Left Behind

no, we’re not starting some cheesy post-rapture christian story . . .

From my front porch, I can watch planes post-takeoff. They roar overhead, and I watch their giant underbellies as they take off, gaining momentum and the freedom that a plane, if it had the capacity to feel, would surely feel as it watches the ground disappear farther and farther below. These planes, full of people wondering when the “fasten seat belts” sign will turn off so they can listen to their iPods and read their Kindles, fly directly over my house.

Sometimes, these planes hold my friends.

I live close to the airport. Once, I went from my front door to completely through security within ten minutes (I feel like I should get a prize for that, really). That often means that I can see my friends through security, and go home, and then hear the rumble of take-off, and step out of the house just in time to see my friend’s flights go overhead.

Even though they’ll never see, I wave.


One of the hardest things about life over here is the fact that life overseas is like an ocean. Life ebbs and flows; people come into your life for a season, a wave that washes over your life and alters you forever, then slips silently back into the ocean, taking a small piece of you with them; your life landscape recognizable, yet different.

I’ve been blessed in that I know that. Growing up a military brat, I know well the feeling of watching a season of life disappear out the rear view mirror as we move on to the next place. The next big thing.

When discussing friendships, it blew my mind to think that there were children who had the same friends in high school as they had in the nursery. The idea of knowing someone, and gently moving from a deep, long term friendship into the blossom of romance boggled my mind. How could anyone survive living in one place for so long?


This year marks five years of serving overseas.

That’s right folks, five years.

I don’t think I’ve lived in a place for more than this amount of time. Yes, I lived in the city of Jacksonville, Fla. for 10(ish?) years, but as our family grew, we moved, and the moves were to completely different sides of town; different churches. They were drastic enough (and marked by being different eras of life) that I view it almost as completely and totally different.

Military life is divided into tours, and in the Navy (I’m a navy brat, you guys), these are three year tours. That meant that once we got out of the back-to-back tours in Jacksonville, our next locations were only three years.

Back in those days, we didn’t have Facebook. Texting was unheard of. Long-distance calls would wrack up a phone bill big enough to make parentals consider disowning you (and I’ve NEVER been big on phone calls, I’d rather talk in person if I can). It means that friendships are forged quickly, and go as deep as possible as fast as possible, but can be uprooted at a moment’s notice.


I have a few people that I reunite with and it’s like no time has passed. I daresay that some of those people are slipping away. The planet is pretty big, and as tightly as I cling to these friendships, the constant tick, tick, tick, of time passing by wears away at even the granite friendships.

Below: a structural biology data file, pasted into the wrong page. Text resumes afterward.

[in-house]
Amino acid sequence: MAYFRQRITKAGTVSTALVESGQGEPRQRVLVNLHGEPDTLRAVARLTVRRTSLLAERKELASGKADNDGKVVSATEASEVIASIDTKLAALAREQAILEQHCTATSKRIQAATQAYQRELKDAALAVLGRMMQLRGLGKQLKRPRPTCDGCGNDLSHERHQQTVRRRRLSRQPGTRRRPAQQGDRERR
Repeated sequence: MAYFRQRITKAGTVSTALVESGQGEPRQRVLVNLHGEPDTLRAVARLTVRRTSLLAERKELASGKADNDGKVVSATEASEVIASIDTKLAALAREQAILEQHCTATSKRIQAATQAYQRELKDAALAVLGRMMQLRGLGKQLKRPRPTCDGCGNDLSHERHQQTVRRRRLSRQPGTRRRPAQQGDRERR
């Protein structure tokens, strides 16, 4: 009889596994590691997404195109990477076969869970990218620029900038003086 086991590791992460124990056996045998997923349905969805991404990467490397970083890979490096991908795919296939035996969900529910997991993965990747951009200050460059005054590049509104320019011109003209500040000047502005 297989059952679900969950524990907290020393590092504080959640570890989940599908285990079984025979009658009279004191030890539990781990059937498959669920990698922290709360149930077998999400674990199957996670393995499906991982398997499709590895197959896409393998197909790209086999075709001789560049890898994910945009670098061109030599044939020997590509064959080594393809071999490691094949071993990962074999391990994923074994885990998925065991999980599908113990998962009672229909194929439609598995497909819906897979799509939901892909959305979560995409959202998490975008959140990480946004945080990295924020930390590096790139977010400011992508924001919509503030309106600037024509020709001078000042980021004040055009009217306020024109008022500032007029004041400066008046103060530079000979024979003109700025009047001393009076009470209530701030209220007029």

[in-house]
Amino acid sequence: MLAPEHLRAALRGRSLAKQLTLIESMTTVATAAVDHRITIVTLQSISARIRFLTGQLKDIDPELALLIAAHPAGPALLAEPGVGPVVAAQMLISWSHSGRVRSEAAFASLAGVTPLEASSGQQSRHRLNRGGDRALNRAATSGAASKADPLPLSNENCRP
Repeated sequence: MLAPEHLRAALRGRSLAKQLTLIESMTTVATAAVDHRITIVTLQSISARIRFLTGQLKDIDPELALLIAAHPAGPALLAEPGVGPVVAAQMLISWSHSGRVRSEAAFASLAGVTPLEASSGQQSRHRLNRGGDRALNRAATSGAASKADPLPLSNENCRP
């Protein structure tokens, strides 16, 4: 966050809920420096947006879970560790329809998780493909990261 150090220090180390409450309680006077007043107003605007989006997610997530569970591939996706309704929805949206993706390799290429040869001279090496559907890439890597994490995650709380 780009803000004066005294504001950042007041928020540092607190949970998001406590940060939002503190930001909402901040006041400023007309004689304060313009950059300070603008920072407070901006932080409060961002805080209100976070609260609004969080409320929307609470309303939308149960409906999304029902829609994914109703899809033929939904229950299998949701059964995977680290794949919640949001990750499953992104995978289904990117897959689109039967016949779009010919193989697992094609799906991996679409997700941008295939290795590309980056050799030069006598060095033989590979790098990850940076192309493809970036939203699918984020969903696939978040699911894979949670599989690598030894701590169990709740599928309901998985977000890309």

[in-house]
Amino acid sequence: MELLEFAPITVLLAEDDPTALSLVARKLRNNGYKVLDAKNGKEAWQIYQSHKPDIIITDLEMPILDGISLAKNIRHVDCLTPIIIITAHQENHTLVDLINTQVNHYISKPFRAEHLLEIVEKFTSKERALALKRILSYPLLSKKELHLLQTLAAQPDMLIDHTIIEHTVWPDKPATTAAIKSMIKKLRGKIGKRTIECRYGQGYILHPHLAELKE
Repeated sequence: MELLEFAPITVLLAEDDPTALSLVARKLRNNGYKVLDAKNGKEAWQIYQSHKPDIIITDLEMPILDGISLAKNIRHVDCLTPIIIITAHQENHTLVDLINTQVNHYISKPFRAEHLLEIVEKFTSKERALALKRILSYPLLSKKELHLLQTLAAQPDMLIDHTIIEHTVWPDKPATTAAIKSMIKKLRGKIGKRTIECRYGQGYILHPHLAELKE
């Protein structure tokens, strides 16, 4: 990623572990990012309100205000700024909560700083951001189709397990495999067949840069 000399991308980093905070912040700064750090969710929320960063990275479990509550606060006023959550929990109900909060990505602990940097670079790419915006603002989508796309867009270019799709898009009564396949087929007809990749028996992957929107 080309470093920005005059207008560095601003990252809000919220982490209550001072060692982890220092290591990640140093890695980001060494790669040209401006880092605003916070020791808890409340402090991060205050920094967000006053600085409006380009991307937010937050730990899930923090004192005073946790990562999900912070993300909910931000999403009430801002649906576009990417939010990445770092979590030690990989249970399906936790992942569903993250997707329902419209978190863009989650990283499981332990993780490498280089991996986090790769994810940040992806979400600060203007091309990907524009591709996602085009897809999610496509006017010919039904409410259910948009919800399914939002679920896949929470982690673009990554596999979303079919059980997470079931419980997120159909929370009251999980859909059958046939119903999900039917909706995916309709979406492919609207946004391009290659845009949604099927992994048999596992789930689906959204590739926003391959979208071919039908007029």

I’ve always been the butterfly in the relationships. I come, settle temporarily, and then flit away to the next place. I’m the temporary one; I’m the one who feels the crazy urge to rearrange the furniture if I’ve been in one place too long (you think that’s a joke. it’s not).

However, this year, it dawned on me.

I’m the permanent one.

Yeah, I went before the board of trustees, and was voted upon to be a full time worker overseas. Yeah, I signed on for terms that would continue on and on, even with the passing of time. It dawned on me the other week, when I accepted a team leader position, that I am now one of the senior people in my office. (I am still using the mental hashtag #adultingishard when things aren’t going according to my simplistic planning).

But now, I am the one who stands still in the moments when the entire world seems to pass by, nothing but a blur of motion around my steadfast self. That’s something I never could have prepared for in a million years.

I’m learning to love it though.

It’s OKAY to be the one who stays.

I can find JOY in the fact that now I have a house, a dog, and a fence made of bushes that have been coaxed to grow around chicken wire.

I can be at peace with the fact that for this time, God has called me to be the one to stay.


A friend and I were talking, and she told me that while there are times when being the person who stays is a lonely life, she wouldn’t trade it for anything.

I’d rather hurt and know that I’ve had those relationships, and had to let them move on, than never have had them.

I think it was Shakespeare (or some other famous dead poet) who said “‘Tis better to have loved and lost, than never loved at all.”

I’m tending to agree, as I sit here on my front porch, hugging my knees, watching planes interrupt a quiet sky full of stars.


Come visit. Be a butterfly in my life. Flit through. I promise after I take you to the airport, I’ll go home, sit on my front porch steps, and wave at your airplane as you take off.